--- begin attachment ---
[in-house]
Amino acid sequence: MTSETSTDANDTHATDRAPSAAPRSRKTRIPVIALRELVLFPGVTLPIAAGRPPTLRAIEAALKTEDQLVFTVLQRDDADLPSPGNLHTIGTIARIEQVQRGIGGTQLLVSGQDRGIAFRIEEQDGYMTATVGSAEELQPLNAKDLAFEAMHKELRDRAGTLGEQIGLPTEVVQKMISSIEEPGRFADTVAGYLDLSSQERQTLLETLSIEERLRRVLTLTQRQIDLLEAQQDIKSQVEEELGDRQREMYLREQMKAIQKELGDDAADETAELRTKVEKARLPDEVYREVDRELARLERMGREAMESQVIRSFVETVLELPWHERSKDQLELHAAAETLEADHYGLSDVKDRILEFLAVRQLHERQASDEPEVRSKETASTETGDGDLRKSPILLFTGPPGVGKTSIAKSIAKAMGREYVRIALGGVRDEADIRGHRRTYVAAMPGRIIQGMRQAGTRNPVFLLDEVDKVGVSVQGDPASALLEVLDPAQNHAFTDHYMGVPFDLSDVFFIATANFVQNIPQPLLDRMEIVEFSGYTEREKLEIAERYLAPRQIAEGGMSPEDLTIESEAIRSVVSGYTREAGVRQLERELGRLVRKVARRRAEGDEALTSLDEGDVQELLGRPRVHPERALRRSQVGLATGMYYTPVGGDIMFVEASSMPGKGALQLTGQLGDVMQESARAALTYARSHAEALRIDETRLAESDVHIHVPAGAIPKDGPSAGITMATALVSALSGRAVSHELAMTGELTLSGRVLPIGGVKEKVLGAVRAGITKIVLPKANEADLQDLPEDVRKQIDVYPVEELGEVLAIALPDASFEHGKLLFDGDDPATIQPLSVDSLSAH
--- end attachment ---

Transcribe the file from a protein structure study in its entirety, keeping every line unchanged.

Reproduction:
[in-house]
Amino acid sequence: MTSETSTDANDTHATDRAPSAAPRSRKTRIPVIALRELVLFPGVTLPIAAGRPPTLRAIEAALKTEDQLVFTVLQRDDADLPSPGNLHTIGTIARIEQVQRGIGGTQLLVSGQDRGIAFRIEEQDGYMTATVGSAEELQPLNAKDLAFEAMHKELRDRAGTLGEQIGLPTEVVQKMISSIEEPGRFADTVAGYLDLSSQERQTLLETLSIEERLRRVLTLTQRQIDLLEAQQDIKSQVEEELGDRQREMYLREQMKAIQKELGDDAADETAELRTKVEKARLPDEVYREVDRELARLERMGREAMESQVIRSFVETVLELPWHERSKDQLELHAAAETLEADHYGLSDVKDRILEFLAVRQLHERQASDEPEVRSKETASTETGDGDLRKSPILLFTGPPGVGKTSIAKSIAKAMGREYVRIALGGVRDEADIRGHRRTYVAAMPGRIIQGMRQAGTRNPVFLLDEVDKVGVSVQGDPASALLEVLDPAQNHAFTDHYMGVPFDLSDVFFIATANFVQNIPQPLLDRMEIVEFSGYTEREKLEIAERYLAPRQIAEGGMSPEDLTIESEAIRSVVSGYTREAGVRQLERELGRLVRKVARRRAEGDEALTSLDEGDVQELLGRPRVHPERALRRSQVGLATGMYYTPVGGDIMFVEASSMPGKGALQLTGQLGDVMQESARAALTYARSHAEALRIDETRLAESDVHIHVPAGAIPKDGPSAGITMATALVSALSGRAVSHELAMTGELTLSGRVLPIGGVKEKVLGAVRAGITKIVLPKANEADLQDLPEDVRKQIDVYPVEELGEVLAIALPDASFEHGKLLFDGDDPATIQPLSVDSLSAH